The purpose of the African Women in Cinema Blog is to provide a space to discuss diverse topics relating to African women in cinema--filmmakers, actors, producers, and all film professionals. The blog is a public forum of the Centre for the Study and Research of African Women in Cinema.

Le Blog sur les femmes africaines dans le cinéma est un espace pour l'échange d'informations concernant les réalisatrices, comédiennes, productrices, critiques et toutes professionnelles dans ce domaine. Ceci sert de forum public du Centre pour l'étude et la recherche des femmes africaines dans le cinémas.

02 October 2014

W.A.K.A, a/un film by/de Françoise Ellong: analysis/analyse by/par Claudia Muna Soppo


W.A.K.A, a/un film by Françoise Ellong, analysis/analyse by/par Claudia Muna Soppo. 

Source : Terangaweb.comTranslation from French by Beti Ellerson.


The 4th edition of FIFDA (Festival des films de la diaspora Africaine) African Diaspora Film Festival was held this year from 5-7 September in Paris. W.A.K.A the debut feature of director Françoise Ellong released in 2013, was among the jury selection, screened on Sunday under the day’s theme "migration-transmigration."

Shot entirely in Douala by a Franco-Cameroonian crew, the film relates the story of a young woman Mathilde who raises her son, Adam alone. Interpreted by Patricia Bakalack, Mathilde wants a stable source of income to provide for her son but nowhere, as a single mother, is she able to find support. Running out of options, Mathilde’s only recourse is to accept a proposition, with dire consequences: Mathilde becomes Maryline, a W.A.K.A—Cameroonian slang for prostitute. The term derives from the English verb "to walk" and by extension, WAKAs are women who walk at night in search of customers. During the day Mathilde is Adam's mother and at night she becomes Maryline, the WAKA. 

Matilde pampers Adam, drops him off at school and gives him a loving home. But to provide these things Maryline must undergo humiliating, sometimes violent acts, with strangers. There is a fragile, interdependent boundary between these two worlds. Hence, while Mathilde attempts to protect her son from this world of prostitution, several characters and situations influence the fate of this mother-son duo. Family, neighbours, even school buddies, all observe the choice of this mother. Maryline must also deal with the many encounters and unscrupulous intentions that punctuate her nightlife. In this regard, it is impossible to ignore Bruno, the uncompromising pimp who gave her the name. He refuses to see his business affected by Mathilde’s situation, determined that she must work no matter the cost. Will she be able to separate herself from Adam? What price will she have to pay for it?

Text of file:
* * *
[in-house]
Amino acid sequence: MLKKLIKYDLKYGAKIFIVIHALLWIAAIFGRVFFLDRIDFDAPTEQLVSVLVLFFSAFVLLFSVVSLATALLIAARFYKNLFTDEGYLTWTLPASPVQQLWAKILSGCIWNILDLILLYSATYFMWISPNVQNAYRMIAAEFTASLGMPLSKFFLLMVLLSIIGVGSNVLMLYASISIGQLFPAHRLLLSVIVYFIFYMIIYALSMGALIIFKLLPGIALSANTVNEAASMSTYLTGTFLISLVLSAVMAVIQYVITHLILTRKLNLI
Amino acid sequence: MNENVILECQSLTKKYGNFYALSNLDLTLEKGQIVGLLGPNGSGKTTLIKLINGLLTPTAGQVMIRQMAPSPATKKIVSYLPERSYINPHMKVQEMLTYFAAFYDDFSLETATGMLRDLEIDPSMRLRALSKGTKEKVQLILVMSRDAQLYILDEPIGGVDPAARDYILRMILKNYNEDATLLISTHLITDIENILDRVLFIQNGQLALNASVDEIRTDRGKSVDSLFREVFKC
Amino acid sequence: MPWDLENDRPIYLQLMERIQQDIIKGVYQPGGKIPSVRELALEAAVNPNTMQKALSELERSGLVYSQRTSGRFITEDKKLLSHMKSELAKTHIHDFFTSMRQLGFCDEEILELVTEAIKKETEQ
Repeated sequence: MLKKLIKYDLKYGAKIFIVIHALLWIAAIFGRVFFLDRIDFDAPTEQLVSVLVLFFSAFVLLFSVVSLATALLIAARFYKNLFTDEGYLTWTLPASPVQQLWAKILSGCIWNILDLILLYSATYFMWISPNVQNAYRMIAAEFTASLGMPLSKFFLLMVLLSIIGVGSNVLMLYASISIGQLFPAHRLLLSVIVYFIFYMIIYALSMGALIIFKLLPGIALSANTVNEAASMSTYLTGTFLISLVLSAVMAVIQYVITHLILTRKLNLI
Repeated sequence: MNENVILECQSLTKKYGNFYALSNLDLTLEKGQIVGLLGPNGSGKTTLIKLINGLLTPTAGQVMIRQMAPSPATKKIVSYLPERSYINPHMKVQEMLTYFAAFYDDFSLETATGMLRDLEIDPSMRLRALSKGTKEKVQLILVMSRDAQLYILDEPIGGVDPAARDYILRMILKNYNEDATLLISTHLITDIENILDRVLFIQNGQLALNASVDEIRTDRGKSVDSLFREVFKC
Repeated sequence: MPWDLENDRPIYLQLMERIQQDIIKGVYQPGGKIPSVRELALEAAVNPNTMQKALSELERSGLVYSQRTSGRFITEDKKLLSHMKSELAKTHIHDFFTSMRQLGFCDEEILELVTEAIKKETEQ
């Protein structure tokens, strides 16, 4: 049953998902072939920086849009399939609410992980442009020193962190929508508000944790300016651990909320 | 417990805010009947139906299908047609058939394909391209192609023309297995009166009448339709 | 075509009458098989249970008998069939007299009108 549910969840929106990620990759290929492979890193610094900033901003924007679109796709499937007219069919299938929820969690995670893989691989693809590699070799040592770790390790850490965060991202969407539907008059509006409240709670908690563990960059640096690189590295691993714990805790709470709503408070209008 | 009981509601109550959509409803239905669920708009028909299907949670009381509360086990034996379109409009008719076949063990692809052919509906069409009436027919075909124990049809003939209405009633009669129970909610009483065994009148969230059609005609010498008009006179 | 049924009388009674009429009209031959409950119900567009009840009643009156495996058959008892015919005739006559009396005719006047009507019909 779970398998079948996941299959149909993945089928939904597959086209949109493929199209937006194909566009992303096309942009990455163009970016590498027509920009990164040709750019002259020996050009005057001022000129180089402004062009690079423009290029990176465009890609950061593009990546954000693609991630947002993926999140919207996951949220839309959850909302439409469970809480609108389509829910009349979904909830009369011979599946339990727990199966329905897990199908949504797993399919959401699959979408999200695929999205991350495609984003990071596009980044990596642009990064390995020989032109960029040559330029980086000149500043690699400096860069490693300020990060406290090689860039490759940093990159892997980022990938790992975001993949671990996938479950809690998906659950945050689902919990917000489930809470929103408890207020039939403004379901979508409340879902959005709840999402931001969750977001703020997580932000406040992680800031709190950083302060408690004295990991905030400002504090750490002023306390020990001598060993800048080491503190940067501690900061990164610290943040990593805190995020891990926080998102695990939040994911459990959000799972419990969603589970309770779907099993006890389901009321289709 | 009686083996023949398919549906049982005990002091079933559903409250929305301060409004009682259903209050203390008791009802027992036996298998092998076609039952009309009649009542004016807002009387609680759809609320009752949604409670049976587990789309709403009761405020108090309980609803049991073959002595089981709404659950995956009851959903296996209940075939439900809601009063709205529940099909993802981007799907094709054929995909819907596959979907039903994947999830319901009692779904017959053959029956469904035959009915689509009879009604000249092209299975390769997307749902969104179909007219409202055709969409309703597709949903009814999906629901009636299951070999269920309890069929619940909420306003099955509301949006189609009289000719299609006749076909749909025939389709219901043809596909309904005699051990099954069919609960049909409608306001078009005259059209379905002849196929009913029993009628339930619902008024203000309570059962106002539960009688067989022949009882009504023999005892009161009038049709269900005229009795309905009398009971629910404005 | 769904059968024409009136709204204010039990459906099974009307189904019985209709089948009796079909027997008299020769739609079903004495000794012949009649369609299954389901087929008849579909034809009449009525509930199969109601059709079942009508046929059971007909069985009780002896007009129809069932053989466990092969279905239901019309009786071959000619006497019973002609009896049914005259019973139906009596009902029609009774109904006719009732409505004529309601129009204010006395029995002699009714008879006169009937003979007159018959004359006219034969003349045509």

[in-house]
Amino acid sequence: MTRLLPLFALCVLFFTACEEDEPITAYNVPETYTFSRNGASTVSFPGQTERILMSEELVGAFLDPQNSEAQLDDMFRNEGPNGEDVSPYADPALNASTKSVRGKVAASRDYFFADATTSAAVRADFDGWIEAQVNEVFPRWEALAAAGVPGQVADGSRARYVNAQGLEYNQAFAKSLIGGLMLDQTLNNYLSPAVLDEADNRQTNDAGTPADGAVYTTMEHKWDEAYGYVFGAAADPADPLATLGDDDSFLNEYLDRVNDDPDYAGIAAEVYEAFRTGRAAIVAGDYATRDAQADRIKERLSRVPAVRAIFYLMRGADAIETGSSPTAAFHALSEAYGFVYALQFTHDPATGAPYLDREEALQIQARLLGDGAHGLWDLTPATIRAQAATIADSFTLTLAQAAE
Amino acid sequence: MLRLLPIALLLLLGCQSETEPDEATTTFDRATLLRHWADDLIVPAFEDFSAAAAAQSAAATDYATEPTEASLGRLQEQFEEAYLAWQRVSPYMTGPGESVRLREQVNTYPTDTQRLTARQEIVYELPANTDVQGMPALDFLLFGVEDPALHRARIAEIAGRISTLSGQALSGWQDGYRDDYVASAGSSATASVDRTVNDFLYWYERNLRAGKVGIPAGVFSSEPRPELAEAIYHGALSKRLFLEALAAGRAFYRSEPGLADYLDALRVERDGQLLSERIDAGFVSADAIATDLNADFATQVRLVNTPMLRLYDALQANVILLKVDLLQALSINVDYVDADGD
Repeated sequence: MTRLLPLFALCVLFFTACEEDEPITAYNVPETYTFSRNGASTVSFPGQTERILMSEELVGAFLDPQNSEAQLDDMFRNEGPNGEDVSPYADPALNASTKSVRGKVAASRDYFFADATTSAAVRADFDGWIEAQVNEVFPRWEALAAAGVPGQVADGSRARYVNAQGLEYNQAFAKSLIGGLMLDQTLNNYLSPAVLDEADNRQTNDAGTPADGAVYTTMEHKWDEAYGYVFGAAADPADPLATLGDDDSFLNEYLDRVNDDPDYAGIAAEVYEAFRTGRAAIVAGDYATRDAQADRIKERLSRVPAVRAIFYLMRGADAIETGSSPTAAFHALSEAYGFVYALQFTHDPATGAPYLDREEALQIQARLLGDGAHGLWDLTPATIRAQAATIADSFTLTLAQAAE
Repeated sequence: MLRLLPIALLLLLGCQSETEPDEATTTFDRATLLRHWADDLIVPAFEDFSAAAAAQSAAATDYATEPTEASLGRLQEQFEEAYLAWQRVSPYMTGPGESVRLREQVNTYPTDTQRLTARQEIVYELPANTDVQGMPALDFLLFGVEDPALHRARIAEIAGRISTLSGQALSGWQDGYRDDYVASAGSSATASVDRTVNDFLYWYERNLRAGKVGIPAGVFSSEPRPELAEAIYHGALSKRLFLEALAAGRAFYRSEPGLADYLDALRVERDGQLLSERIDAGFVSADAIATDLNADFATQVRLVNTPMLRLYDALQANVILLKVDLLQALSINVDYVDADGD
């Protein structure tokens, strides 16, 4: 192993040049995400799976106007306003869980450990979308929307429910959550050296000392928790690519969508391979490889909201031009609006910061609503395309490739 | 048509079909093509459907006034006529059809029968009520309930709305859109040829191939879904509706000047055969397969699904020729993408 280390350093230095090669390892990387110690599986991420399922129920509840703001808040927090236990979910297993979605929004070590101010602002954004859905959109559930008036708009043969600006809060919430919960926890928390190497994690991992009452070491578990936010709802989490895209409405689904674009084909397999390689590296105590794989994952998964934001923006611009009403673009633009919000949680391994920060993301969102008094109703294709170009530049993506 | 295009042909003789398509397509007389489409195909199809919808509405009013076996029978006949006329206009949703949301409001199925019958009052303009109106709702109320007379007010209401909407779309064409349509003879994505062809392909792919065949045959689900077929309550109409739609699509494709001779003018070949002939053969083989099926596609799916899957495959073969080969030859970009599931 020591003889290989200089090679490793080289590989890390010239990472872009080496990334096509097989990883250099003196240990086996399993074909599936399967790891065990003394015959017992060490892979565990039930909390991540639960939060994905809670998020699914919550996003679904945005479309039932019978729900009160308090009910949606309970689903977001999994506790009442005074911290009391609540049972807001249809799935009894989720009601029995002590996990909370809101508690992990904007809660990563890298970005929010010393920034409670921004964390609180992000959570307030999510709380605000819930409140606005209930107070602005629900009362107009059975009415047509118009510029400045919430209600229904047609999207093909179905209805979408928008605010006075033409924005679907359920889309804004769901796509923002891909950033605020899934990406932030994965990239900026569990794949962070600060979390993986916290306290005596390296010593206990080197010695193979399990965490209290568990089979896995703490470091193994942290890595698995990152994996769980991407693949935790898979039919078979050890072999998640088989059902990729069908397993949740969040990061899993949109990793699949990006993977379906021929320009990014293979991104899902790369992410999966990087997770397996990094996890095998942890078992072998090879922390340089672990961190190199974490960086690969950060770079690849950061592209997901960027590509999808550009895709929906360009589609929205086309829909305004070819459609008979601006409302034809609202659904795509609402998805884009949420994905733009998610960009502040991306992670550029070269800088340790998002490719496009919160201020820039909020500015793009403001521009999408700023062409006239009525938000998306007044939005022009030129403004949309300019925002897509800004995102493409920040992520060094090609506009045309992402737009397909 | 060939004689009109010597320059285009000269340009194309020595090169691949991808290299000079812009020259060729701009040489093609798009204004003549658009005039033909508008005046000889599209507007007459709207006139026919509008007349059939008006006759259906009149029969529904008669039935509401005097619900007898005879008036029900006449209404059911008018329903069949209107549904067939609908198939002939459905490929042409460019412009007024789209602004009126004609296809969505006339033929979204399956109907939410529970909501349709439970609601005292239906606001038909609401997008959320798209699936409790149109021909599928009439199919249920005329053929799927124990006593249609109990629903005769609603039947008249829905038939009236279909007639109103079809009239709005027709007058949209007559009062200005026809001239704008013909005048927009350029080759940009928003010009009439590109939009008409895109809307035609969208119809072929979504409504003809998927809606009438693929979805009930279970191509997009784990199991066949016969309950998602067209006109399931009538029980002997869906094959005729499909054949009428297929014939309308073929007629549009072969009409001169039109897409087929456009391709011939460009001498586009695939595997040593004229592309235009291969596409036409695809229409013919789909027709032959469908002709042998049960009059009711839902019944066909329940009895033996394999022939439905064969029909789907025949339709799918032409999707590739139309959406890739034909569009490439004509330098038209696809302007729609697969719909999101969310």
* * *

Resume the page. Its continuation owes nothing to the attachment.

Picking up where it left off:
The film that Françoise Ellong proposes is compelling in many ways. A coherent scenario that keeps the audience in suspense throughout. Remarkable acting, enhanced by serious camera work. Sound, images, shots and editing, together create an atmosphere adapted for every scene: sometimes revealing a low-spirited ambience on a sidewalk of restless prostitutes or tenderness shared for a birthday. In this regard, one admires the particular choice of location that presents a view of a diverse Douala, a city favorable to both day and night shooting.

Bringing all of these elements together, W.A.K.A portrays complex characters enabling the viewer to pose questions about issues of equal importance. They are at the same time endearing and repulsive, and while in some instances we would like to stand by them, we cannot ignore their transgressions and we rush to judgment. Though Mathilde is a prostitute, do the solutions that she choose at a specific time for various reasons negate her past, diminish her struggle, condemn her in relationship to others, deprive her forever of their love? Is it because women are reduced to these measures that they also lose their humanity? These are difficult issues and oh how necessary it is that the viewer be led to reflect on them through this film. 

Hence, one quickly understands that the film's intention goes beyond a plunge into the world of prostitution in Douala, but focuses on the journey of a young mother in difficulty. In fact, prostitution is nothing more than a background, a pretext to relate Matilde’s struggle as a mother. Françoise Ellong explains and justifies this choice elsewhere, in her statement of intent that accompanies the film: 

"By choosing to confront this woman with the world of prostitution, the purpose is clearly to put her in a position deemed degrading in the eyes of society; in order to better reveal her strength and struggle as a mother. Beyond what this barbarism evokes, particularly to Cameroonians, the reading of the title should be done in the form of an acronym. Hence, W.A.K.A in this context, although referring to the global universe of prostitution, means Woman Acts for her Kid Adam."

A heartfelt performance by the actors, interesting cinematography, a touching story, and a committed director, finally W.A.K.A is a Cameroonian film to see and support for a variety of reasons, that ultimately can be summarized in one: it is a GOOD film. 

CLAUDIA MUNA SOPPO has a diploma in literature and is currently studying Humanities, Modern Literature and Political Science at Sorbonne Paris IV. She is a passionate of the classics and very curious about black culture in general, especially African literature. In addition, Claudia Muna Soppo has a growing interest in the cultural, economic and social dynamics that drive the African continent and is considering a career in public affairs.

LINKS OF INTEREST ON THE AFRICAN WOMEN IN CINEMA BLOG:






No comments:

Post a Comment

Relevant comments are welcome - Les discussions constructives sont les bienvenues